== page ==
Skin Smart Campus
Tufts University School of Medicine has been recognized as a Skin Smart Campus by The National Council on Skin Cancer Prevention. Ensuring the well-being of our students, we are providing a safe and healthy learning and living environment on and off campus, pledging to keep indoor tanning devices off our campus and our affiliated buildings. We also promote skin cancer prevention policies and education.
The Indoor Tan-Free Skin Smart Campus Initiative is sponsored by the National Council on Skin Cancer Prevention in response to the 2014 U.S. Surgeon General’s Call to Action to Prevent Skin Cancer which concluded that there is a strong association between increased risk of skin cancer and indoor tanning use. Ultraviolet (UV) radiation exposure from indoor tanning is completely avoidable which allows for interventions to help reduce skin-cancer related illness and deaths. Numerous studies have found that skin cancer is the most common type of cancer in the United States, with melanoma as one of the most common cancers diagnosed among young adults. According to The International Agency for Research on Cancer Working Group, the use of indoor tanning facilities before the age of 35 increases the risk for melanoma by 75 percent.
Skin cancer is the most common cancer in the United States. The two most common skin cancers (basal cell and squamous cell carcinomas) are highly curable but can be disfiguring and costly. Melanoma (the third most common skin cancer) may be deadly. Ultraviolet (UV) radiation from the sun or from a tanning device can cause dangerous, lasting damage to your skin.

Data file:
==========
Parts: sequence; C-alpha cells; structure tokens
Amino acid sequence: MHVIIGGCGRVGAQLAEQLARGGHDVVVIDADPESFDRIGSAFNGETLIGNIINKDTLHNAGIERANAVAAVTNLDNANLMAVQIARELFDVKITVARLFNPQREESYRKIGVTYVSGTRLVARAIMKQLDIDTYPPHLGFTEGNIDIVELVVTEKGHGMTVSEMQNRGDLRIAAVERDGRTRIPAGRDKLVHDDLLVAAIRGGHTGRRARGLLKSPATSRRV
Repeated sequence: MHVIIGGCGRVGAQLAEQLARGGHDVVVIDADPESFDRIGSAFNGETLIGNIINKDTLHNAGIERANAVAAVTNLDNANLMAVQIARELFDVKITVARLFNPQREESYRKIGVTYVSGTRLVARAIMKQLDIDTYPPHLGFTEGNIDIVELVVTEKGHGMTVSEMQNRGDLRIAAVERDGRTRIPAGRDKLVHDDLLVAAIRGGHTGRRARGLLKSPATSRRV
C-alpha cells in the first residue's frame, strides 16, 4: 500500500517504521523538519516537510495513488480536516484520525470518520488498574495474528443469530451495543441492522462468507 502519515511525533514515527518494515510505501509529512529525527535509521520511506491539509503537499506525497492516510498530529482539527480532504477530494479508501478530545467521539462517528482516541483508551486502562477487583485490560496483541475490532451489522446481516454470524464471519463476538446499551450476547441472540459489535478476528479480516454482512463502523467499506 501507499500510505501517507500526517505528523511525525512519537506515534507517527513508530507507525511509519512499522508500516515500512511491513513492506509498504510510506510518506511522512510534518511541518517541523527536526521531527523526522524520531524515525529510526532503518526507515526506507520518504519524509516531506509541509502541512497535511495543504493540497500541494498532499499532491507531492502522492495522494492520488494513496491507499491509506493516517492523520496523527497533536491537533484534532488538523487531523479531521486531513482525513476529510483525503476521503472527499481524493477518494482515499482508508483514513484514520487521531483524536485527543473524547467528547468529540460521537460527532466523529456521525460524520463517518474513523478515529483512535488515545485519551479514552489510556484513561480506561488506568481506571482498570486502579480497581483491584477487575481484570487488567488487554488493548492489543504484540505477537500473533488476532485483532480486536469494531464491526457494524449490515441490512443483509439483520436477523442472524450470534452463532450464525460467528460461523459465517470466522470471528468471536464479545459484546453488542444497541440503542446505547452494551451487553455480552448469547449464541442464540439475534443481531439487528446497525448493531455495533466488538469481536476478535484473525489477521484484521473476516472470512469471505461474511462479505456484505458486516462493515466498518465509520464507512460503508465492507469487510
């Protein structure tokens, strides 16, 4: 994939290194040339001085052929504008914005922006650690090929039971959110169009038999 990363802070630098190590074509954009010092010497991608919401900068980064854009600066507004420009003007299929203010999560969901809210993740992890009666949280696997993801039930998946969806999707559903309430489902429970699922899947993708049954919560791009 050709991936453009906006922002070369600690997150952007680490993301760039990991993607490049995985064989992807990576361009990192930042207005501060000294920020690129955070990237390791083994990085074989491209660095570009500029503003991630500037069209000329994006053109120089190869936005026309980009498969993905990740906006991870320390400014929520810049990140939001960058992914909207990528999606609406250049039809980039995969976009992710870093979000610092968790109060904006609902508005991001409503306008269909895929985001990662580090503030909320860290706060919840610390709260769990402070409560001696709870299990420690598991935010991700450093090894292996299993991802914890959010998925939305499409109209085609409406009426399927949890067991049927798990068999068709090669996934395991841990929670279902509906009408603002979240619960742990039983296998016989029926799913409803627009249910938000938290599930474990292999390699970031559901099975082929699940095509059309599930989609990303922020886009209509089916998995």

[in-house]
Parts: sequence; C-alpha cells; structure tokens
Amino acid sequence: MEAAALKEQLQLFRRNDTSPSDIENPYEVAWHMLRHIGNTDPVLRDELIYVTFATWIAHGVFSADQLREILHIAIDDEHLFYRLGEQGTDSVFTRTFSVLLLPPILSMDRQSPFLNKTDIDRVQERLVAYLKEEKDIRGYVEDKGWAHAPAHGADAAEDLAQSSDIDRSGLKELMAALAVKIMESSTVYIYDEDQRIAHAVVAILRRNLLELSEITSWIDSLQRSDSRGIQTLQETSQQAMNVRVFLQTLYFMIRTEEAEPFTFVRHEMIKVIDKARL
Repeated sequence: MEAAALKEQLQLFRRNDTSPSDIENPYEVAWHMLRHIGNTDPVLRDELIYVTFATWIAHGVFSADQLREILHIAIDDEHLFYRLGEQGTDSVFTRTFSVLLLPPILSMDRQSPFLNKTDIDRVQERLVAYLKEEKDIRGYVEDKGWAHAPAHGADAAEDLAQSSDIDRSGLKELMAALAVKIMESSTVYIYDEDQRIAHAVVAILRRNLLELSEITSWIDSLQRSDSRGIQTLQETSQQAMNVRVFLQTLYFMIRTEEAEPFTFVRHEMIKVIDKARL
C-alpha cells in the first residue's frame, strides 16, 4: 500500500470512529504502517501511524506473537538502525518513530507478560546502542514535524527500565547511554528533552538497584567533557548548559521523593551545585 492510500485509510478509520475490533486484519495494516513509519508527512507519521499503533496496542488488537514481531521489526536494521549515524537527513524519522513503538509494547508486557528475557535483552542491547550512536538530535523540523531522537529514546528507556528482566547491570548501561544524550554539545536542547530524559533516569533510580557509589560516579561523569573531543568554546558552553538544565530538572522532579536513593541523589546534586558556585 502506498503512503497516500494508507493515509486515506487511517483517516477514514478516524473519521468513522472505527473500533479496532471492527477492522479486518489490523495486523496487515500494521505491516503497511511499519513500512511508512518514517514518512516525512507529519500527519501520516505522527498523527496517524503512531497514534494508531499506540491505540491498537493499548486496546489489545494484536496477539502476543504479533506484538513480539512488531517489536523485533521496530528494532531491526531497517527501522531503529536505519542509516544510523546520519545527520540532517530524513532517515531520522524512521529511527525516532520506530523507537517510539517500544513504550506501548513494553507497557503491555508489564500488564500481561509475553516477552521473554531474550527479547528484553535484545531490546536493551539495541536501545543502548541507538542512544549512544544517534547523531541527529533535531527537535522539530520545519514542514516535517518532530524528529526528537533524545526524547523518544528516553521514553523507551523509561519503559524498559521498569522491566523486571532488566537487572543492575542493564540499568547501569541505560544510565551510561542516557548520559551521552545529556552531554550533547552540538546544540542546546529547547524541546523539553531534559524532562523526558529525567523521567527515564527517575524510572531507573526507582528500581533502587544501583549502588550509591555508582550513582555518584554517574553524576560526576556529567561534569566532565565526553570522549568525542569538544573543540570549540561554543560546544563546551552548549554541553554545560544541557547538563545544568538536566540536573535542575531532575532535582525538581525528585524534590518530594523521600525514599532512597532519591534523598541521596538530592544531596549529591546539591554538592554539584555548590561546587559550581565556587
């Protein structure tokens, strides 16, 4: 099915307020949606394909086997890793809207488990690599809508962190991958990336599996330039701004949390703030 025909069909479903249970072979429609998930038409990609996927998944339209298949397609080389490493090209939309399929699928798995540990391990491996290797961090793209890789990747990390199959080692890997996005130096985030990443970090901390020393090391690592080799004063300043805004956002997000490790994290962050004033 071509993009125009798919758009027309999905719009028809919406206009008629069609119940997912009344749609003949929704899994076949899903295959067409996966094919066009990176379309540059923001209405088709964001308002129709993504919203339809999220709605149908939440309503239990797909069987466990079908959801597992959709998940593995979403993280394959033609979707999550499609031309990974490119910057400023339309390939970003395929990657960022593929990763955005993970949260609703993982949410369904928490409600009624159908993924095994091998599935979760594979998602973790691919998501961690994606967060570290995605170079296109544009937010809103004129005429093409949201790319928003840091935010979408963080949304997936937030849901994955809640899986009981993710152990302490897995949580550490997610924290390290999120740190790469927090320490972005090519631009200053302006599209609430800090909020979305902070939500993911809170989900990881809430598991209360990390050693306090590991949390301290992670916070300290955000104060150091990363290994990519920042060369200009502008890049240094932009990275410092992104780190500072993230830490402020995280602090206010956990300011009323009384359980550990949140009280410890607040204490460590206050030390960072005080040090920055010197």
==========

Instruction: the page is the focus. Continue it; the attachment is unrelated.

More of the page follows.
General risk factors include:
- Light skin, or skin that burns, freckles, or reddens easily; but skin of all colors can get skin cancer
- Large number of moles
- Personal or family history of skin cancer
- History of sun exposure
- History of sunburns, especially in early life
- History of indoor tanning
- the average tanning bed gives of 2 to 10 times more UVA radiation than the sun
- using tanning beds before the age of 35 increases a person's risk for developing melanoma by 75%
Skin Cancer in People of Color
Even if you have a darker skin tone, always tan or rarely burn, you can still get skin cancer. Skin cancer is often diagnosed later in people of color, making it harder to treat. Melanoma in people of color most often occurs on the palms of the hands, soles of the feet, under the nail (subungual) and in the nail areas. No matter your skin tone, UV radiation can lead to skin damage, premature aging, and hyperpigmentation. Protecting your skin is important!
Preventing UV Light Exposure
- Find shade under a dense tree canopy, shade sail, or pavilion
- Carry a sun umbrella for personal shade
- Use a pop-up UV shelter when at the beach or park
- Whenever possible, stay out of the sun from 10 AM - 4 PM when UV radiation is the strongest
- Broad spectrum UVA and UVB, SPF 30 or higher
- Reapplication is necessary every 2 hours and after swimming, sweating, or toweling off
- Most people do not put on enough sunscreen–aim for one ounce, which is about a shot glass or palmful
- Long sleeves/pants with a dense weave or built in UPF
- Wide-brimmed hat
- Closed-toe shoes and socks that cover the ankle
- Choose sunglasses with a UV protective coating
- Wearing sunglasses helps protect the delicate skin around our eyes
- UV rays can also increase risk of cataracts & macular degeneration–it makes sense to protect your eyes!
- National Council on Skin Cancer Prevention
- US Environmental Protection Agency Sun Safety Resources
- Centers for Disease Control and Prevention: Sun Safety
- Skin Cancer Foundation Skin Cancer facts & Statistics
- American Academy of Dermatology Association: How to Prevent Skin Cancer
- American Academy of Dermatology Association: Dangers of Indoor Tanning
- MRF Educator Course for Healthcare Students
- IMPACT Melanoma